There’s no doubt that divorce is a highly emotional experience. But it can also be a significant financial transaction, with property division, child support, and alimony all potentially coming into play in your case. With so much at stake, then, you might worry about what your financial positioning will look like post-divorce.
This is understandable, and it’s a good thing that you’re thinking about what you can do to better protect your financial stability as you head into the next chapter of your life. With that in mind, let’s look at some steps that you can take to better position yourself post-divorce from a financial perspective.
- Be realistic about your income: Once your divorce is finalized, your household income is likely to significantly drop. You might have spousal support or child support coming in to assist, but you’re still probably not going to have the income that you’re used to. So, be realistic about the cash that you’ll have coming in and budget accordingly.
- Reconsider your living arrangements: A lot of people fight tooth and nail to keep the family home, but doing so may not be in your financial best interests. The maintenance and upkeep of the home can prove to be costly, perhaps even destroying your already tight budget. Therefore, you might want to consider downsizing and either selling the marital home or renting it out.
- Build your credit score: Without your spouse, your individual credit score is going to have more of an impact on your ability to borrow money at a lower cost. This can affect everything from taking out a mortgage and financing a car purchase to using a credit card. You can build or repair your credit by taking out small loans or a credit card and making sure that you pay off balances on time.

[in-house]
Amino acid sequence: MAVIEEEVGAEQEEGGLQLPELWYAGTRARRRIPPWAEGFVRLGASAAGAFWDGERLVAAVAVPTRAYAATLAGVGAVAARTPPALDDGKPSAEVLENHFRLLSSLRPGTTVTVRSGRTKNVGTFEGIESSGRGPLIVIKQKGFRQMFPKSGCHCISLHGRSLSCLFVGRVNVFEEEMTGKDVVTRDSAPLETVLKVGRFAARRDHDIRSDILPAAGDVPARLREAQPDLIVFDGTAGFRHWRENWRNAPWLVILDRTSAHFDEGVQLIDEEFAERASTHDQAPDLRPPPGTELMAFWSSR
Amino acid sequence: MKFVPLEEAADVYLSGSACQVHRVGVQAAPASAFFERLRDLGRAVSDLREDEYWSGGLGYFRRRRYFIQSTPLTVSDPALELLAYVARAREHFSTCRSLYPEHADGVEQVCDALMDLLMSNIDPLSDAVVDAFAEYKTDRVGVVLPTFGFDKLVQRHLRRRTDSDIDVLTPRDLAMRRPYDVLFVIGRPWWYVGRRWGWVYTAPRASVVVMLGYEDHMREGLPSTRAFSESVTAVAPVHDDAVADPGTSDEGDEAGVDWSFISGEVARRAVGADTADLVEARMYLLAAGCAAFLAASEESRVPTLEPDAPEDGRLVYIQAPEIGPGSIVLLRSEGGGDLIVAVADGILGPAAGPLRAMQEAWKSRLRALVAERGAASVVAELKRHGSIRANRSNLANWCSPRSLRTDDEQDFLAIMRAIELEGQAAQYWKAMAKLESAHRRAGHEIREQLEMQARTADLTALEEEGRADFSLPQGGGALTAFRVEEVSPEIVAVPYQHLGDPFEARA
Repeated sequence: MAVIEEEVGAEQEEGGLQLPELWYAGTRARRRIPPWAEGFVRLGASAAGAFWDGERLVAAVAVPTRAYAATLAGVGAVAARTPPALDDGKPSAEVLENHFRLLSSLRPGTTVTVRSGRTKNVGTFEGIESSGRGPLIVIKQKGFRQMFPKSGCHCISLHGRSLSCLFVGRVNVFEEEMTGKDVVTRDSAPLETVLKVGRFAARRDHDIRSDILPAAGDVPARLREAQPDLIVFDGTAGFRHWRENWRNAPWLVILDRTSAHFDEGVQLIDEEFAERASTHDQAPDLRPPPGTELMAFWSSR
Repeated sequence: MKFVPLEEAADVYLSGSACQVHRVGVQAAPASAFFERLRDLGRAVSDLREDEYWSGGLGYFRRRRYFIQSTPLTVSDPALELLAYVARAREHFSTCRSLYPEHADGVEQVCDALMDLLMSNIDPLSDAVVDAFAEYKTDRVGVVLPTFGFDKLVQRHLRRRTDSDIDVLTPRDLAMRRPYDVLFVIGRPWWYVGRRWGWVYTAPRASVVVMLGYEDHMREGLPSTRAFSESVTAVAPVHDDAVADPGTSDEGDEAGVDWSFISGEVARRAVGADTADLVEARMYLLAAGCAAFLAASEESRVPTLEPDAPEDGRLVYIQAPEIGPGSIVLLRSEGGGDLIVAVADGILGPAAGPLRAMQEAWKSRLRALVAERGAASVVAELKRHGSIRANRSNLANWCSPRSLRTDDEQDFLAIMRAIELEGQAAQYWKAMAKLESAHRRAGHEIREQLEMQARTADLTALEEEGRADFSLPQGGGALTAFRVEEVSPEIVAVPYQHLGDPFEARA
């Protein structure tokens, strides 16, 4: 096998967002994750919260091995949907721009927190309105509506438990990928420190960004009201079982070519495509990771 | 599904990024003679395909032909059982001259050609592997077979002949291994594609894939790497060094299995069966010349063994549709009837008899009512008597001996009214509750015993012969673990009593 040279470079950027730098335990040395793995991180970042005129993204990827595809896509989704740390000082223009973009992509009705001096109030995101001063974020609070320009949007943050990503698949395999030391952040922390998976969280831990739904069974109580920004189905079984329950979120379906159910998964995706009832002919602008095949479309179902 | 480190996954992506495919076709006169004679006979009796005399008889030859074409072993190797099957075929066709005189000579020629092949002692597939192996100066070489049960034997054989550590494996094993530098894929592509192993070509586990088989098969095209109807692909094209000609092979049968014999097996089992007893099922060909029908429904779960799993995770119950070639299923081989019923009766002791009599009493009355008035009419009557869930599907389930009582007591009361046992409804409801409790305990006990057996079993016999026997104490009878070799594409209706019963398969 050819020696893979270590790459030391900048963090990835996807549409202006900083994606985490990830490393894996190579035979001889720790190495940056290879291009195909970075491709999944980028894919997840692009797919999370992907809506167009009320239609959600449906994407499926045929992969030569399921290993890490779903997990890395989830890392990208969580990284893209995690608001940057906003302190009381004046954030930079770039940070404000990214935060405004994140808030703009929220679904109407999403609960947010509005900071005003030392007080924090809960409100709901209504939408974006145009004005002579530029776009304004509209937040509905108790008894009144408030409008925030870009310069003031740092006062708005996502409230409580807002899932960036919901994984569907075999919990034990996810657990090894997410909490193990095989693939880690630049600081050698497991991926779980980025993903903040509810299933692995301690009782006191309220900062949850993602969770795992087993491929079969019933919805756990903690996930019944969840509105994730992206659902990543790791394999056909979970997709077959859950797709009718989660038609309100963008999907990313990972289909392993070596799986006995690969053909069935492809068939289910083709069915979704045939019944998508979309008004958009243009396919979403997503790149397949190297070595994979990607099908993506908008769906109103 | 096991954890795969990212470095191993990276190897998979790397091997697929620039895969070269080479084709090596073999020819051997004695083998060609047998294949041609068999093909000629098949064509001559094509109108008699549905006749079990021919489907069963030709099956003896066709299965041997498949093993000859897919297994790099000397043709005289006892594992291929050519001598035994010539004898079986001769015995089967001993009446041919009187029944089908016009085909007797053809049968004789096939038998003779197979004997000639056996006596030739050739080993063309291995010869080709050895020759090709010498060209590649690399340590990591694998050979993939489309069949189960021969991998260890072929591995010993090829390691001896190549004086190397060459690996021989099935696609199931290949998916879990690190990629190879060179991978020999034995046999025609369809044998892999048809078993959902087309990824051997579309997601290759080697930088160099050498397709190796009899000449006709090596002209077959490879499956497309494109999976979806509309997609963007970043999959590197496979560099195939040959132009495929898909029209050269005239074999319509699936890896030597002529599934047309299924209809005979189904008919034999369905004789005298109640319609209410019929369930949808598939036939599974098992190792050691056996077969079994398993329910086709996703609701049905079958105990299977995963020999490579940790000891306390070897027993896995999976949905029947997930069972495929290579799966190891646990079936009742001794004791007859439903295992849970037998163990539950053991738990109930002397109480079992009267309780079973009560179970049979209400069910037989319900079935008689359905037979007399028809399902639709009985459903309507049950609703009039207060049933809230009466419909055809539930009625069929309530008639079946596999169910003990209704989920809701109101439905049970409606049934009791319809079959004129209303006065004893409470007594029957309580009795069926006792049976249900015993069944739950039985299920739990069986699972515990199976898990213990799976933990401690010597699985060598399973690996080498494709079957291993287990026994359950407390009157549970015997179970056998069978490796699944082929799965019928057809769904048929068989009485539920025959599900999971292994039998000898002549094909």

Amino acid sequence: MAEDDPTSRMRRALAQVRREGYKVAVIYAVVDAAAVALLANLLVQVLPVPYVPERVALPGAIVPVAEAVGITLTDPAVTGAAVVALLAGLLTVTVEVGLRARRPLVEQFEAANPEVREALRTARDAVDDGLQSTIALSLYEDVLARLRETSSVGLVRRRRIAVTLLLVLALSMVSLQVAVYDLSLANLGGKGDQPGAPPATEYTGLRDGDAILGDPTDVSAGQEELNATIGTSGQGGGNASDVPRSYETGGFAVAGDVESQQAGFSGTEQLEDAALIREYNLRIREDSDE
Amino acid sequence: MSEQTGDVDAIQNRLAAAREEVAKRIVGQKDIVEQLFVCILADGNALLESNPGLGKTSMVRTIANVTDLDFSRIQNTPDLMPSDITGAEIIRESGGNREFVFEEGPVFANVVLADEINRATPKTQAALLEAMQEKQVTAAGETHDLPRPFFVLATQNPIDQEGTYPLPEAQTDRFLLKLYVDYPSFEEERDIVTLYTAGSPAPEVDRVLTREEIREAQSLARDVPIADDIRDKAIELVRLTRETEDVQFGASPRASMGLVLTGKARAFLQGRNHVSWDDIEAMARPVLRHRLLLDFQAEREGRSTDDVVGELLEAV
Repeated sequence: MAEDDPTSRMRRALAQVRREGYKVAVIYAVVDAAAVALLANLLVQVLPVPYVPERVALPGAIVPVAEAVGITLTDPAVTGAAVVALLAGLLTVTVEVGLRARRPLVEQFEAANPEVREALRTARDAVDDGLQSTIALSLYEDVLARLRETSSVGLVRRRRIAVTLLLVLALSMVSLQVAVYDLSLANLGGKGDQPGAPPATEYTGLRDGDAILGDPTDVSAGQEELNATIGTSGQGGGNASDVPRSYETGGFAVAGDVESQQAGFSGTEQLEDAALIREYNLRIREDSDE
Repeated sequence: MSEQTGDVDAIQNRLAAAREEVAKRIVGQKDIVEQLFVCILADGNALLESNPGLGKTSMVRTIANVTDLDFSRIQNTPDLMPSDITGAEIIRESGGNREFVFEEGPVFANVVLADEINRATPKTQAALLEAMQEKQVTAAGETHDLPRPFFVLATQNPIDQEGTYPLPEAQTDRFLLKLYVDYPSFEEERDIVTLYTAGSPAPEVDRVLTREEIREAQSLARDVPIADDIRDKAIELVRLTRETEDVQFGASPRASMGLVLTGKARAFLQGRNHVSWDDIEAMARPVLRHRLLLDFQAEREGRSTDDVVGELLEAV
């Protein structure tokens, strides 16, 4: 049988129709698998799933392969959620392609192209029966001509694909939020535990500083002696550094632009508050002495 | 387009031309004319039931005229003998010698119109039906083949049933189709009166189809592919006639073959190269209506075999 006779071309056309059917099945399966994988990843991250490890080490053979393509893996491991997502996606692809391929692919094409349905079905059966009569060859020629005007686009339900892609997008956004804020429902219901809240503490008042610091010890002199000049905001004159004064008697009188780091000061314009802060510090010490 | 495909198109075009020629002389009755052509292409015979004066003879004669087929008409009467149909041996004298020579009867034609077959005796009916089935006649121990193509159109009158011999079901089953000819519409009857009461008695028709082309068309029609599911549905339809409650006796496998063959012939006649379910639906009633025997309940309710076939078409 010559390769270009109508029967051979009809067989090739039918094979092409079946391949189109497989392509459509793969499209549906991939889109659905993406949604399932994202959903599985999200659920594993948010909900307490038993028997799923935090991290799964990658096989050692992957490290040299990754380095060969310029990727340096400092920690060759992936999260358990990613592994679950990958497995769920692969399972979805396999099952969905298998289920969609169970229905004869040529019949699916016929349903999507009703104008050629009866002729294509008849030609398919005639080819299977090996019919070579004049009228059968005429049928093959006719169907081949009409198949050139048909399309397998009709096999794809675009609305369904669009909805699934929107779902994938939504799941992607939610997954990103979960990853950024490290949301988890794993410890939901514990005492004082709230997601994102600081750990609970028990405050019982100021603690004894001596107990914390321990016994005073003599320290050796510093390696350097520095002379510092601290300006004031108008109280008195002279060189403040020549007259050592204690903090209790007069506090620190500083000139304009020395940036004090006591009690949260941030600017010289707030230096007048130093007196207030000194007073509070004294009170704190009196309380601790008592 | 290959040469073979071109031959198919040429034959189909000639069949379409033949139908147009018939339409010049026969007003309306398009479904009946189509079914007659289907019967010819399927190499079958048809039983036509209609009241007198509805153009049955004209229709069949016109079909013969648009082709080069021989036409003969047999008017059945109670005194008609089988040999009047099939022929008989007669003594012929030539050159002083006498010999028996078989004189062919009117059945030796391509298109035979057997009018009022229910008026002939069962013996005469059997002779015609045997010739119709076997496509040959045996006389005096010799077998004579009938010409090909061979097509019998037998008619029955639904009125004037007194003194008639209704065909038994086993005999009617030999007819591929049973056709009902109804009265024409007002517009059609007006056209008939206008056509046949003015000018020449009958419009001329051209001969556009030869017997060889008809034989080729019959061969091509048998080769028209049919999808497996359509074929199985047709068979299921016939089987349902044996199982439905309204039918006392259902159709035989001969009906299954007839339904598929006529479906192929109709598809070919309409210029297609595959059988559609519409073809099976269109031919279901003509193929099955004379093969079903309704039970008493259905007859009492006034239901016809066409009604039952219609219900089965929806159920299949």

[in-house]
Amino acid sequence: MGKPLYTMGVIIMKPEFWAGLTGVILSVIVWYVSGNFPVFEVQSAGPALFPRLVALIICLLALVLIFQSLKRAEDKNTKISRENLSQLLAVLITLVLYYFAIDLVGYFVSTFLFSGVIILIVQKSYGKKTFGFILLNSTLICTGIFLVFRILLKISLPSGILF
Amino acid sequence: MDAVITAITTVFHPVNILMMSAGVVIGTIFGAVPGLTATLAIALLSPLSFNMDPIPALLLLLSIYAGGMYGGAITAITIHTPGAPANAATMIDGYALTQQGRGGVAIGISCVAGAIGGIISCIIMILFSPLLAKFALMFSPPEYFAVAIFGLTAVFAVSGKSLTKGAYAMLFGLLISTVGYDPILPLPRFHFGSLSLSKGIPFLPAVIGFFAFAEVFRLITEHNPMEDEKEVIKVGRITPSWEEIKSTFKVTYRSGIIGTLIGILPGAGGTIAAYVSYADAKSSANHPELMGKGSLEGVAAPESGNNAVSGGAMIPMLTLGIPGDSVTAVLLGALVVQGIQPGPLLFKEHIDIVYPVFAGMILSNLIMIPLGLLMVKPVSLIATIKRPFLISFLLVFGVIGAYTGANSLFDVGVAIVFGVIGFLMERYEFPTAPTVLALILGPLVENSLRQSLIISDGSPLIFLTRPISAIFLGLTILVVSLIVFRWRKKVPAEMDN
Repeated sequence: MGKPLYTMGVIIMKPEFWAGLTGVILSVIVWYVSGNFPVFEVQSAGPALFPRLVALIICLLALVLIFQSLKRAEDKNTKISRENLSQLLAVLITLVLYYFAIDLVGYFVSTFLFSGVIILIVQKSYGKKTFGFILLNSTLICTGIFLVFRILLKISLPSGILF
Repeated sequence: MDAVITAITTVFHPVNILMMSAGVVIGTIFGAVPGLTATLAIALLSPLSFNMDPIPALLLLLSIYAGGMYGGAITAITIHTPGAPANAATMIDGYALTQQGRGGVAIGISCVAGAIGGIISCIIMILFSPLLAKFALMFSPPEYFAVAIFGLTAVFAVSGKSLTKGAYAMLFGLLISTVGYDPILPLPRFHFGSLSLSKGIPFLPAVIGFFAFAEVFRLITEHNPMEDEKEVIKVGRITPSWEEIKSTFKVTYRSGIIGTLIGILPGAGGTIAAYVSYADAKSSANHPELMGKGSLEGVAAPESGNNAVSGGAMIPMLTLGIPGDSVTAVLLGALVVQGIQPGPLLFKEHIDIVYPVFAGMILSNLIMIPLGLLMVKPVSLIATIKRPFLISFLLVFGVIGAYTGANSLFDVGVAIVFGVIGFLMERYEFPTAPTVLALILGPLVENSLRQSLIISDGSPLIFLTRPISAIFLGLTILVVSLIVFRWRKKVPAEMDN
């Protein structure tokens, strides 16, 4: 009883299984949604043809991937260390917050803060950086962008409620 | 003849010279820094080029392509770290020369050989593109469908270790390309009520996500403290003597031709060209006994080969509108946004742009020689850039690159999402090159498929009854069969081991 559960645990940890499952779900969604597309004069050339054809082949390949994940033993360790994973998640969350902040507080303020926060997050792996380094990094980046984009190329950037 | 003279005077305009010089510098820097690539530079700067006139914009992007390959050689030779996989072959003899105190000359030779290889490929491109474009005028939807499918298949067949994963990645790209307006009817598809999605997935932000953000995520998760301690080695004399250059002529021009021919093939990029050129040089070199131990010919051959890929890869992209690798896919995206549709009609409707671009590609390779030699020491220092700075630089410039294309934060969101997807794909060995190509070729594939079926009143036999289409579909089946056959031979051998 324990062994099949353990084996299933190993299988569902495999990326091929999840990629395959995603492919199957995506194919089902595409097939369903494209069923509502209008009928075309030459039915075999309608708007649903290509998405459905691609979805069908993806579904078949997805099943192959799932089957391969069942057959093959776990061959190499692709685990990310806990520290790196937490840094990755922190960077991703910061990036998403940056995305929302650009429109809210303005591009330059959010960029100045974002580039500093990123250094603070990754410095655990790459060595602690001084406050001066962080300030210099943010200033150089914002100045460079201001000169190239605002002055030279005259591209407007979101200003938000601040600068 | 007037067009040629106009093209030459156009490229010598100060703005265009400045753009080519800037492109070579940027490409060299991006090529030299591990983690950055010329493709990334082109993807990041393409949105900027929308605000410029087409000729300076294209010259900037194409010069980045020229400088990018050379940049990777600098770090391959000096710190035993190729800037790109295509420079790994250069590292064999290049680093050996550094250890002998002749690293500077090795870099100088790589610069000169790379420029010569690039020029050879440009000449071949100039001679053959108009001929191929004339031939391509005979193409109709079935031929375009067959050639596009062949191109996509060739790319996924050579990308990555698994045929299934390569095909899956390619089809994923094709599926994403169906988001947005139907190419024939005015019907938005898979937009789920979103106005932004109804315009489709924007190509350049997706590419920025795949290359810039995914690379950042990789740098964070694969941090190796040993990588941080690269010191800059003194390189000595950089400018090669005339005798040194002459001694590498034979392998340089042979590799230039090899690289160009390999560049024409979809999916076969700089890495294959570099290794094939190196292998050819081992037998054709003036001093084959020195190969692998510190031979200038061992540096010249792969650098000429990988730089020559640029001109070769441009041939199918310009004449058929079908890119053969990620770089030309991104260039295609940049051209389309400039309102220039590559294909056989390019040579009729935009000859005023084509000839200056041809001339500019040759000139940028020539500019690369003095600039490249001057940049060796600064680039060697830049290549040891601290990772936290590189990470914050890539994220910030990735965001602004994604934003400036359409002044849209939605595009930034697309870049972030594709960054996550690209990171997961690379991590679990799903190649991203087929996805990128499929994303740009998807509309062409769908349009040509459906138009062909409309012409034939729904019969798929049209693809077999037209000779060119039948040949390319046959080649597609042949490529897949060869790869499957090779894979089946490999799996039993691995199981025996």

- Track your expenses: Now that you’re going to be living on a reduced income, it’s a good idea to get a handle on your expenses. One of the best ways to do this is to simply make yourself aware of where your money is going. Writing out your monthly expenses can be eye-opening and give you the opportunity to make cuts where you need to in order to remain financially steady.
- Check accounts: Hopefully your divorce decree absolved you of at least some marital debts. But even though you have a court order indicating that you’re off the hook for those debts, you still need to make sure that your name is taken off those creditor accounts. If you don’t, then you might find creditors calling seeking to collect on unpaid debts. This can be stressful and take a lot of time and effort to resolve.
- Seek to improve your skills: If you gave up your career or your education during your marriage in order to support your spouse or raise your children, then now may be the time for you to refocus on your marketable skills. That way you can improve your chances of obtaining a higher-paying job that puts you in a better financial position.
Making the arguments you need to put you on the path to stability
Although there’s a lot that you can do post-divorce to improve your financial positioning, your financial planning should start in the early stages of your divorce. That’s why it’s important that you know the financial implications of your marriage dissolution and how to successfully navigate them. An attorney who is experienced in this area of the law can help you plan for your future and make the arguments that you need to do so.